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Neural mechanisms for memory-guided visual search.
Desimone, R., Chelazzi, L., Miller, E.K. & Duncan, J.D.
In B. Albowitz, K. Albus, U. Kuhnt, H.- Ch. Nothdurft & P. Wahle (Eds), Structural and Functional Organization of the Neocortex., pp.279-285, Berlin: Springer-Verlag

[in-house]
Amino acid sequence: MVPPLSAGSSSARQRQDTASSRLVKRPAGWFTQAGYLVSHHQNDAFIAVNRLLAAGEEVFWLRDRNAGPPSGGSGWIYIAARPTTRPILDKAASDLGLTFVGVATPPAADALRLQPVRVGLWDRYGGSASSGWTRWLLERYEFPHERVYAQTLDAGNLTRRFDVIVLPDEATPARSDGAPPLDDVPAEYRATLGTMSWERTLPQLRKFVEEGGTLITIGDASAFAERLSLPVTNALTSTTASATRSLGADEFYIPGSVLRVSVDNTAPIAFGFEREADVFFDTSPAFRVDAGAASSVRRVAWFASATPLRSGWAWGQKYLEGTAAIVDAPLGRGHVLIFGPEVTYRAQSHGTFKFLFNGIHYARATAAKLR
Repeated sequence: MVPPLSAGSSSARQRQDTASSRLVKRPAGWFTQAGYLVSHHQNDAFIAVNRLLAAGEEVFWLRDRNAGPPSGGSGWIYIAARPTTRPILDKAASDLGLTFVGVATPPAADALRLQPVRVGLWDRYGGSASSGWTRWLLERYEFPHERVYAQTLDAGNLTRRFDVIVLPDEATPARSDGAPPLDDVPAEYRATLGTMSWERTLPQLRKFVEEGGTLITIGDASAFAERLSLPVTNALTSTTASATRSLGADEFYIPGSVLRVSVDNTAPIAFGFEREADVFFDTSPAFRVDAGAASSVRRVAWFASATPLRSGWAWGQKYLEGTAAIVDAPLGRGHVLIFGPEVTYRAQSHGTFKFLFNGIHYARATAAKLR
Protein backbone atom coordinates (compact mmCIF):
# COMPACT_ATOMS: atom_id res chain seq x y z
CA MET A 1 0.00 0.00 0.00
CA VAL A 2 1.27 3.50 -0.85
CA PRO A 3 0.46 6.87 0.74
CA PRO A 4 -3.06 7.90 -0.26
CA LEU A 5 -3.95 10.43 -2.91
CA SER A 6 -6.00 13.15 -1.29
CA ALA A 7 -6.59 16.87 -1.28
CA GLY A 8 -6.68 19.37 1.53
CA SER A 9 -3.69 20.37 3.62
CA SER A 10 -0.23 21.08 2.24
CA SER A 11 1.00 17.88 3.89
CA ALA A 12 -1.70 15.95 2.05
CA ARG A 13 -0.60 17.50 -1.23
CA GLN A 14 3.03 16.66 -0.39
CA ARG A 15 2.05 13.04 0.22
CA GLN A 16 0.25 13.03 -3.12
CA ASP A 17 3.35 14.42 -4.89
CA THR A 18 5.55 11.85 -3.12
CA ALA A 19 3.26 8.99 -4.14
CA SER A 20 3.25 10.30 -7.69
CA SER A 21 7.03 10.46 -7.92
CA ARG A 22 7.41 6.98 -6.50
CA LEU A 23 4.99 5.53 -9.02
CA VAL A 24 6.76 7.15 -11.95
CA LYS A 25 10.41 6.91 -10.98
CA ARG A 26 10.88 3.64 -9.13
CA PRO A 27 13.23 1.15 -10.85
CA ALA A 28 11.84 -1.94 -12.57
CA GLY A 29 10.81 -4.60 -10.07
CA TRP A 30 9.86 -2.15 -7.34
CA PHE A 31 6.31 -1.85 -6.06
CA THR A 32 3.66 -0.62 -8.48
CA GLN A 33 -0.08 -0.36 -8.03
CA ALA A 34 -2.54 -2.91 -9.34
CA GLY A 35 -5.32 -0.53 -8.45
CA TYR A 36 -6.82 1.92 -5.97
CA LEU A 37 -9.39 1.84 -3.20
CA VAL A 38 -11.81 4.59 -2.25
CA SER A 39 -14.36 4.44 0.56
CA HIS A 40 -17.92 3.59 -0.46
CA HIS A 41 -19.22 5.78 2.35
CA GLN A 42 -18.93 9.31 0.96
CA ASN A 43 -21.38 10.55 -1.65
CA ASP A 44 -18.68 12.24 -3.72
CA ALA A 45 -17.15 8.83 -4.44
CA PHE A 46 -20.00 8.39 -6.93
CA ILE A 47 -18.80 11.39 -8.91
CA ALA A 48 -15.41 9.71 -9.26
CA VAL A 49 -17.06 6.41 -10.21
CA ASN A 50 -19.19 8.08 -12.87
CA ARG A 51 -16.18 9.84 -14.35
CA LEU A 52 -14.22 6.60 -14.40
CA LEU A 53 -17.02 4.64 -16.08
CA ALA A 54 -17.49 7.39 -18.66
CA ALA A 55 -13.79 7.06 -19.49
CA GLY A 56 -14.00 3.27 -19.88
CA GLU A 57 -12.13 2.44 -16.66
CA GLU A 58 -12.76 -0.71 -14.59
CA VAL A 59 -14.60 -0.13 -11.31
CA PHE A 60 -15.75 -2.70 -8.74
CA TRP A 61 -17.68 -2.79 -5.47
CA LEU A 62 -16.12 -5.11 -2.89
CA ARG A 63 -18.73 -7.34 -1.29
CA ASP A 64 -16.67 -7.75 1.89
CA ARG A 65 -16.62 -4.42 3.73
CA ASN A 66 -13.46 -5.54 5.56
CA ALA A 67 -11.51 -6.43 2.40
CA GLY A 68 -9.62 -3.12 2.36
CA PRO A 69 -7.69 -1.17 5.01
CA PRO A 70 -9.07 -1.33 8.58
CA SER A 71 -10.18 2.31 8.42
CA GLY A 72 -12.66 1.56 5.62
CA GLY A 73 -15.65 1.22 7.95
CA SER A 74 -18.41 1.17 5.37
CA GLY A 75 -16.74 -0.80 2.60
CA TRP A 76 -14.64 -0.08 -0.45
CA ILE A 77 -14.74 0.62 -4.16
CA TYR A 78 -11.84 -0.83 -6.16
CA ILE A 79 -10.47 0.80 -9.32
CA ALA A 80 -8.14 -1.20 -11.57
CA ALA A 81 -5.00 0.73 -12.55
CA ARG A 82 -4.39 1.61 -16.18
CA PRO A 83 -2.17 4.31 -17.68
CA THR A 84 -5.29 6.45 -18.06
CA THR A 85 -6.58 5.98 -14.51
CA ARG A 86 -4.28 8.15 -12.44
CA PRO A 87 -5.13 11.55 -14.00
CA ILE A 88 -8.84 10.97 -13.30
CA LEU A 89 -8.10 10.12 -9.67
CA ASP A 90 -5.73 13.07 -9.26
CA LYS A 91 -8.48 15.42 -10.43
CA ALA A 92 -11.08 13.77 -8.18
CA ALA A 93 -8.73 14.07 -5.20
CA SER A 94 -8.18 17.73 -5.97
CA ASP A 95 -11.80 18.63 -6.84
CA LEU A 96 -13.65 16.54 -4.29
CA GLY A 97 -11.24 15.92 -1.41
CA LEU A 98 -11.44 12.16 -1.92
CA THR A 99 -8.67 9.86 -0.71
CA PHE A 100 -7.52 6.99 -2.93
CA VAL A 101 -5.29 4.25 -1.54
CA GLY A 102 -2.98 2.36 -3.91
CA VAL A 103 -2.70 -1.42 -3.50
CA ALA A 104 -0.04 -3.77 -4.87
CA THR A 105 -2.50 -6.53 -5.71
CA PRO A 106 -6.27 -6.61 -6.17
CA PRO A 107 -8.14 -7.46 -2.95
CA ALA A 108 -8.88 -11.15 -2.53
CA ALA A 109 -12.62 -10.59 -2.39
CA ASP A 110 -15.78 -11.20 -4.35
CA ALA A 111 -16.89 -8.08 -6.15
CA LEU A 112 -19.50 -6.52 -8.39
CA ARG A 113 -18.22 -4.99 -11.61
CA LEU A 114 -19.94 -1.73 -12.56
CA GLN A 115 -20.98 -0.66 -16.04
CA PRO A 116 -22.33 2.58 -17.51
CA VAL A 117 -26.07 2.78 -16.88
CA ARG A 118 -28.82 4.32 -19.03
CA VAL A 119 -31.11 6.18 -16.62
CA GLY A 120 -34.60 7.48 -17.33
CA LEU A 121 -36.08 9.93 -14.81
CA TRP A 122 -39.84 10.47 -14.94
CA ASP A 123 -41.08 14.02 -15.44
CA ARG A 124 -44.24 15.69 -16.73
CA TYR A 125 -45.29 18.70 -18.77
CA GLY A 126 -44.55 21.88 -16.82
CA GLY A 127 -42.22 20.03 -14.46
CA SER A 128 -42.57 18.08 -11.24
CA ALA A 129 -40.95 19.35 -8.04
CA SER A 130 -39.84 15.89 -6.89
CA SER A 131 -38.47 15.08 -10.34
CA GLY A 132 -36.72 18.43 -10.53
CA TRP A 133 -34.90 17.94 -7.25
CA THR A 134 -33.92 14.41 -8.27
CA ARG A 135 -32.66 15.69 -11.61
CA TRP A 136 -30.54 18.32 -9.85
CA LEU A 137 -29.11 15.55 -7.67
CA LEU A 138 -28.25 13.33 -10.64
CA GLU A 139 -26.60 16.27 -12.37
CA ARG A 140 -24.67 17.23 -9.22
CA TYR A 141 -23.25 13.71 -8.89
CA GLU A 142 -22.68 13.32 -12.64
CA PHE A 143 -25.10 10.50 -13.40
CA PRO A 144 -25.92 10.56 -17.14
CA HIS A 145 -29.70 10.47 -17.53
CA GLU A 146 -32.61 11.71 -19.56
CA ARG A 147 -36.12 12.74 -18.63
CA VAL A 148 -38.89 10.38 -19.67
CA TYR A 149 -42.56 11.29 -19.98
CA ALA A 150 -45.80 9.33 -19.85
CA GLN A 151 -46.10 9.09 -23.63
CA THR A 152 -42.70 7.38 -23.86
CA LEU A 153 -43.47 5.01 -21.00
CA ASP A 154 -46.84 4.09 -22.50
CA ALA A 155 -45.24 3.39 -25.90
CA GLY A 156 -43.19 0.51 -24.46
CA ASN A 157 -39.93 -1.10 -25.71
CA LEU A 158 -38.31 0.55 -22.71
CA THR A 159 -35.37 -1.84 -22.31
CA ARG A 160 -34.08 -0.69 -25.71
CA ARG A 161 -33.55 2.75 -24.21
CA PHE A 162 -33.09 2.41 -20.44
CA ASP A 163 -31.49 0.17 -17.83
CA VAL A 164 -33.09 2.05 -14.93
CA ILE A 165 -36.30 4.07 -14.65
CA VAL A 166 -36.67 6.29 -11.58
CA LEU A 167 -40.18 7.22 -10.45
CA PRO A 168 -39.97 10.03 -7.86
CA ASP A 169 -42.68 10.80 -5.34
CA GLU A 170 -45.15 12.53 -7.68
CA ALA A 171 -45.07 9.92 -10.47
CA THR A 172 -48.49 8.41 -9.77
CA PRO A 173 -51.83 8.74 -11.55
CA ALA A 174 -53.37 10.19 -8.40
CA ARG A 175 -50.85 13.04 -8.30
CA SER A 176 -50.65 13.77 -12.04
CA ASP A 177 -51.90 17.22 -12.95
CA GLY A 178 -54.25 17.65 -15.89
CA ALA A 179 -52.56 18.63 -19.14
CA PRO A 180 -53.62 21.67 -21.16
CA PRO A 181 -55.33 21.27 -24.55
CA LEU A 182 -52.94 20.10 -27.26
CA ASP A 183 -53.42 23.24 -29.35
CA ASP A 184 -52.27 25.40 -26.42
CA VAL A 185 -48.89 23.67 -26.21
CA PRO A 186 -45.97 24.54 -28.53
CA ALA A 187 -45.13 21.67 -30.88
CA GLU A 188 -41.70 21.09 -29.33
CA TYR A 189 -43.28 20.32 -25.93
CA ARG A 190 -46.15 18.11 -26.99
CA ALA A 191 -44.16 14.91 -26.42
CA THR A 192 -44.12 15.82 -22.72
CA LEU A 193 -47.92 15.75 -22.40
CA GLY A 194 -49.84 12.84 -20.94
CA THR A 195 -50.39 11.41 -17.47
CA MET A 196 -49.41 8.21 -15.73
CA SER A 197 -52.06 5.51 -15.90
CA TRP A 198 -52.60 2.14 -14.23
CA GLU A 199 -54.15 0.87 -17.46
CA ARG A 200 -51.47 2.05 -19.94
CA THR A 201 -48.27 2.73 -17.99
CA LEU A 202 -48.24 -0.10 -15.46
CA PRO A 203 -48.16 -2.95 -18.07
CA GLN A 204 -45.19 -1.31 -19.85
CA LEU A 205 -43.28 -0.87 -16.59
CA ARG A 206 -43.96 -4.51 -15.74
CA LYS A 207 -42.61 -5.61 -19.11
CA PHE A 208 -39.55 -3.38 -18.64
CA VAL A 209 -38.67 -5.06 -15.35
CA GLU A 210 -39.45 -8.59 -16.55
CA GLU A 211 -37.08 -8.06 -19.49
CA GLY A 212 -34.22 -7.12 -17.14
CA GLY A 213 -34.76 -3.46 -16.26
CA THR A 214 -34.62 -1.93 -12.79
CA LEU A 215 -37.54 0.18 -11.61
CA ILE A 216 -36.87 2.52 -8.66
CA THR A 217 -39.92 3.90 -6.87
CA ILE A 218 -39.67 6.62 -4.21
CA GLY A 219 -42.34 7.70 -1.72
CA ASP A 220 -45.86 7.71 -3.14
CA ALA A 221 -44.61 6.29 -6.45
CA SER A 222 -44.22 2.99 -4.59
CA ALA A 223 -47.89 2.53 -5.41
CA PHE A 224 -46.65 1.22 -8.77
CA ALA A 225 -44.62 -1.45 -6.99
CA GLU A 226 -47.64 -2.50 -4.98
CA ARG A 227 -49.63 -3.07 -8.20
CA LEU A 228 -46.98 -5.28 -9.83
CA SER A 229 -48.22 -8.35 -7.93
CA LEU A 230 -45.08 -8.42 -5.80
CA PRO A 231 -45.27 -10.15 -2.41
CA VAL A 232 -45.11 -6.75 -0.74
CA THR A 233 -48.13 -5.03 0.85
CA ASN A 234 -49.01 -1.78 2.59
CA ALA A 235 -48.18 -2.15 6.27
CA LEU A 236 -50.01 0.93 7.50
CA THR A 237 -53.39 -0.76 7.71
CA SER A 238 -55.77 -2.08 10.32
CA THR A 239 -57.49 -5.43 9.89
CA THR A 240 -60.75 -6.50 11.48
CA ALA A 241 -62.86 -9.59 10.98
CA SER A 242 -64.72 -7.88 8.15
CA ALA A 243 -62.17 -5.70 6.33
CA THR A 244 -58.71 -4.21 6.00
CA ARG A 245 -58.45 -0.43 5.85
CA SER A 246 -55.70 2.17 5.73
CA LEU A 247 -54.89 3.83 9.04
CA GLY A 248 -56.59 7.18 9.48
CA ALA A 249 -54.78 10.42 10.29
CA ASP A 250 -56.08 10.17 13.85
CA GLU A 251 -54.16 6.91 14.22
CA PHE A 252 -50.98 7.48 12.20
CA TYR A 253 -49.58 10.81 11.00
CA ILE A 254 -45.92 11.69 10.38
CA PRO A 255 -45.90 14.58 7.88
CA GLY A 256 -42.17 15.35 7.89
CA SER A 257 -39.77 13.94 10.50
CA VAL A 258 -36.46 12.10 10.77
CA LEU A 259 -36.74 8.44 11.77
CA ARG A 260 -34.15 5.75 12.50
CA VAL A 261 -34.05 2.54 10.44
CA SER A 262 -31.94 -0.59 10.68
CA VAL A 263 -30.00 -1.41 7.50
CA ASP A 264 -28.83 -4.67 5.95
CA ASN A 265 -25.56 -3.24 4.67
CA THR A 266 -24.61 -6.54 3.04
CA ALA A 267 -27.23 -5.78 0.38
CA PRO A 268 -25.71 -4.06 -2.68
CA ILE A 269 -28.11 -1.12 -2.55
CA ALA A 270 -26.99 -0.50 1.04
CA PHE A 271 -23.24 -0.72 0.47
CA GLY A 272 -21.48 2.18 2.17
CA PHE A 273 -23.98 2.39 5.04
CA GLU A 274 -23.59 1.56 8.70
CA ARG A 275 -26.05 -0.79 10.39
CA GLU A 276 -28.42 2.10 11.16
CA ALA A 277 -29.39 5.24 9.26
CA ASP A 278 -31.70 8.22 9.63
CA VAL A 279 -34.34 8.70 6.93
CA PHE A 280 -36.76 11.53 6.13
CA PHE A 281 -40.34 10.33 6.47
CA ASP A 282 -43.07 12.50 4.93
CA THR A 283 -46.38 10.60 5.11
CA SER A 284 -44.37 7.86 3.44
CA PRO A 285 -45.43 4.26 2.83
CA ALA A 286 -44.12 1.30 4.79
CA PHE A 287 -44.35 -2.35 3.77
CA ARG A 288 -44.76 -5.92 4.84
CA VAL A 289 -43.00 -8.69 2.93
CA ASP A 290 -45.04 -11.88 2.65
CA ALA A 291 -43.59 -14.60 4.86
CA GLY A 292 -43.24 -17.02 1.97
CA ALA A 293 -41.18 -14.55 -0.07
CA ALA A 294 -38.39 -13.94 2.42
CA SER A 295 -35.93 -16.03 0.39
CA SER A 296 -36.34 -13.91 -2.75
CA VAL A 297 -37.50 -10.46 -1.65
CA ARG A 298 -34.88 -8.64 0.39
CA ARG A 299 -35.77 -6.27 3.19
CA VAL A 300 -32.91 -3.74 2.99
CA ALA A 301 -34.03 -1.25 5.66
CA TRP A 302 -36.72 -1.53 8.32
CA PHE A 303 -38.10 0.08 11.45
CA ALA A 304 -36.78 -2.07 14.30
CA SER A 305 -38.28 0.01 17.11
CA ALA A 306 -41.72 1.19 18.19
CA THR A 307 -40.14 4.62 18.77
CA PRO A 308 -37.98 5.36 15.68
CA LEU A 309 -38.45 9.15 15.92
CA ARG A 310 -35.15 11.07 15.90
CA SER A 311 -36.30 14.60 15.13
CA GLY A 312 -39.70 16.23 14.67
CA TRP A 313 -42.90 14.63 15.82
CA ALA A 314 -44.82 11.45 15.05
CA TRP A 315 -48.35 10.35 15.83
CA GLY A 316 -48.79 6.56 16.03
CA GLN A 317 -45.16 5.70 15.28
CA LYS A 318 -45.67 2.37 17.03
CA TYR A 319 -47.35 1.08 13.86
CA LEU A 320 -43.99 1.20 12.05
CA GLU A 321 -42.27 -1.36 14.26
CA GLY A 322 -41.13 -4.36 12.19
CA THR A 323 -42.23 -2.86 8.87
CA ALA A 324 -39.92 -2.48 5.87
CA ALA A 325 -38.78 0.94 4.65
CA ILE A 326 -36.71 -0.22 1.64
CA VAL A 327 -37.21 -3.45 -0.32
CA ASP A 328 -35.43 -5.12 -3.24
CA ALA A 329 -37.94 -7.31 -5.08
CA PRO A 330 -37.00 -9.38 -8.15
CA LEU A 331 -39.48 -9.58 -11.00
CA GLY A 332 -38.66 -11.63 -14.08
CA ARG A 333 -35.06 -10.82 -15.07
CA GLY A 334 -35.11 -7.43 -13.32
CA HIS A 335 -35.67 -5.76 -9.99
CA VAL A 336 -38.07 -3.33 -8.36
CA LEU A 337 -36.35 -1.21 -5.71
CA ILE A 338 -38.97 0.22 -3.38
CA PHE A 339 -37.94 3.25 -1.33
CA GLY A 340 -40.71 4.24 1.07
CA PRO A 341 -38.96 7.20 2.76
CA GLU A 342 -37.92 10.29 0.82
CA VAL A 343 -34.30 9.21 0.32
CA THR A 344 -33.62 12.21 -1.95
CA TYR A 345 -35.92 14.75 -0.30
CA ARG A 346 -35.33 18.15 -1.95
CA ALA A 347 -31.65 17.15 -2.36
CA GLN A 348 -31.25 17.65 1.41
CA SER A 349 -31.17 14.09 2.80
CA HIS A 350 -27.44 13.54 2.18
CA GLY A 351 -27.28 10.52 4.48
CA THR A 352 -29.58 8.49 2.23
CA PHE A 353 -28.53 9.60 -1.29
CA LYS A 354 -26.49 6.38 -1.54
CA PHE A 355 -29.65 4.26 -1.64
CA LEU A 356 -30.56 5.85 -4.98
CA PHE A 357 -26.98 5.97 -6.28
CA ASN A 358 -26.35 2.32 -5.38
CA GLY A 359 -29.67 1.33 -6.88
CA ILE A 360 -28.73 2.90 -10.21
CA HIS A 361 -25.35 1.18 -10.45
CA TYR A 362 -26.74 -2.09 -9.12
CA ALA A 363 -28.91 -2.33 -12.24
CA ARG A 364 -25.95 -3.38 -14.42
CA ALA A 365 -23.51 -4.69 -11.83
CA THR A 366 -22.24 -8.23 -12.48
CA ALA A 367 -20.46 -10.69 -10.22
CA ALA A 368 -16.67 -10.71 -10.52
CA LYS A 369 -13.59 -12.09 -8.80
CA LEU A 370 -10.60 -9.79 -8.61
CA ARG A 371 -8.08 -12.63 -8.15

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This brief paper summarizes recent neurophysiological findings concerning visual memory and visual search, obtained through recording from single cells of temporal and frontal cortex in trained monkeys. Two kinds of activity are reported related to memory. When current stimuli are similar to those seen in the immediate or longer-term past, responses in inferotemporal (IT) cortex are generally suppressed. In contrast, IT cells may be enhanced when the animal holds a particular stimulus actively in short-term memory; this type of activity is even stronger in the frontal lobe. In visual search, memory for the target must control the direction of attention. In IT this is reflected in suppression of responses to stimuli not matching the remembered cue. Such suppression may arise through competition between cell populations responding selectively to targets and to nontargets.